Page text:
1973 Datsun 240Z

Few realize the roots of Nissan reach back to 1912, when a young man named Masujiro Hashimoto created a car. The car was named DAT, after three family member’s initials. By 1934, the cars were Datsuns and the company was Nissan. By the late 1950s, Yuraka Katayama, a young engineer educated in America, advocated both the use of racing to develop the breed and the idea of a car designed for the very different roads and drivers in America.

Katayama hired noted German designer Dr. Albrecht Graf von Goertz, who had been involved in the creation of the BMW 507. He and the Nissan styling staff developed the design while Katayama engineered the drivetrain and built the prototype. However, Nissan and Yamaha could not agree on the engine design and the project was shelved. Later, Goertz and Yamaha took the engine and prototype to Toyota and the result was the Toyota 2000GT, an original and striking design.

Nissan decided to develop a car in house. Chief designer Yoshihiko Matsuo and his team developed the car we know today as the 240Z, using a selection of contemporary sports cars as influences. Introduced in 1969, it was an immediate success, offering striking styling, strong performance, advanced specifications, good build quality and an affordable price.

The car’s sleek lines easily placed it at the top ranks of production sports cars of the time. Inside, a luxurious interior with reclining seats, an impressive instrumentation binnacle, and a host of standard equipment creature comforts added to the appeal. Its sophisticated single-overhead cam straight-six engine, four-wheel independent suspension, and disc brakes put the car in a class by itself. For the first time ever, it could be said that owning a Japanese car was the dream of high school boys-both in Japan and America.

The exceptional 42,000-mile example pictured here has been in the same family since new. Garage kept, its paint is excellent as is the original interior. Unlike many, it has never been modified and looks, runs and sounds like a new car. The car is also well equipped, with electric rear window defroster, underhood light and a full tool kit.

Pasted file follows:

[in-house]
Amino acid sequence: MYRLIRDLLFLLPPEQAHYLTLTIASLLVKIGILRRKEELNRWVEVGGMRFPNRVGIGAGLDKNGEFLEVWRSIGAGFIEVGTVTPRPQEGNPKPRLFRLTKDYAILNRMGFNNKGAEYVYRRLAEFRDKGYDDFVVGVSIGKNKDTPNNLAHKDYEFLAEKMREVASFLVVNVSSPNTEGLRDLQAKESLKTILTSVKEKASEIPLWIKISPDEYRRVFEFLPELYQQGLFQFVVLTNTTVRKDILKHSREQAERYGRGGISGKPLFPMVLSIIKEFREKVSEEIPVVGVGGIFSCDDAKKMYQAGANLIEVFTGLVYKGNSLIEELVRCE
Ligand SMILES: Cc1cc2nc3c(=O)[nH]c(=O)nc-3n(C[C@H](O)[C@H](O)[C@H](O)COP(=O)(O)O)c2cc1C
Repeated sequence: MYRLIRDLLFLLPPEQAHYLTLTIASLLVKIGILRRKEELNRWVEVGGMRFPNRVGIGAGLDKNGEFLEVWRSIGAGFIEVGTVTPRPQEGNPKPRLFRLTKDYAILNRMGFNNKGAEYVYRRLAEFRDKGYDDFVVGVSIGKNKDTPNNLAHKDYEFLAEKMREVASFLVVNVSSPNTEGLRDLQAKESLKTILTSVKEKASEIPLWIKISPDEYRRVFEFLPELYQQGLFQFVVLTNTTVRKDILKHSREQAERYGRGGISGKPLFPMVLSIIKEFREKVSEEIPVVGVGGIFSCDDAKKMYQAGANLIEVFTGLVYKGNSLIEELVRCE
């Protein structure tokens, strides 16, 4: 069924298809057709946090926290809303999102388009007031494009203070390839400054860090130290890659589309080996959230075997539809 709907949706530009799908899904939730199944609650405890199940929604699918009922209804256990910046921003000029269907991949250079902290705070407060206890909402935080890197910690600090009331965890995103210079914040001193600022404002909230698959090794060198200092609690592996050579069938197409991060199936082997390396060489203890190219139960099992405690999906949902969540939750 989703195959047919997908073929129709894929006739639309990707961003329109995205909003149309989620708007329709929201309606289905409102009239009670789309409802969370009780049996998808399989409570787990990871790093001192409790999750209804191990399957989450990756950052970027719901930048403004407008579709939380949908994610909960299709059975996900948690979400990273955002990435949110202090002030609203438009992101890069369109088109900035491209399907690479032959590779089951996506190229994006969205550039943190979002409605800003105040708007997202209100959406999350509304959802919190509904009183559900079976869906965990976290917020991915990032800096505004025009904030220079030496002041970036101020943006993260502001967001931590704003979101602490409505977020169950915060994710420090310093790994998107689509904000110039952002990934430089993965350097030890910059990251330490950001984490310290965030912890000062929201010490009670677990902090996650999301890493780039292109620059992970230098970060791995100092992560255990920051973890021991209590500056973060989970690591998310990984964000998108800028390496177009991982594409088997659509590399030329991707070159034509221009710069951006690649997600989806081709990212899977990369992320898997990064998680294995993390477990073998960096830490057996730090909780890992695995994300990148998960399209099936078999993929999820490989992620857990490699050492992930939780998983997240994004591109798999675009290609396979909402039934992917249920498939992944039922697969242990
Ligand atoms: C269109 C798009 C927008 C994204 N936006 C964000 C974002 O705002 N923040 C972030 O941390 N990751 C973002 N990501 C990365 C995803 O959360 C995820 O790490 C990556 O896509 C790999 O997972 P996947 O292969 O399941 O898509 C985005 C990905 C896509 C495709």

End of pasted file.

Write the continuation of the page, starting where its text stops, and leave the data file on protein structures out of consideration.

It is well documented, including the original window sticker, owner’s manual, past registrations, service work orders, the warranty and service booklet, warranty registration card and even the original radio operation guide. Both a Chilton’s and factory service manual (on CD) accompany the car.

A car can be restored many times but is new only once. The outstanding example offered here provides the informed collector with a rare opportunity to acquire an original, one-owner, unrestored example of the car that started it all for Nissan-the original Z car.

Jim Schrager

Jim Schrager - SCM Contributor - %%page%%

Jim wrote for the 356 Registry and SCM for over a decade, was a Contributing Editor for Porsche Panorama (the magazine of the Porsche Club of America), and wrote for Excellence and the Porsche Market Letter. He has written two popular books on vintage Porsches: Buying, Driving, and Enjoying the Porsche 356; and Buying, Driving, and Enjoying the Early Porsche 911. He owns about 20 vintage Porsches, which he attempts to keep on the road through all kinds of weather. He is a clinical professor at the University of Chicago Booth School of Business, where he teaches a popular course on strategy. He actively races his family’s 41-foot sailboat with his two boys on Lake Michigan.

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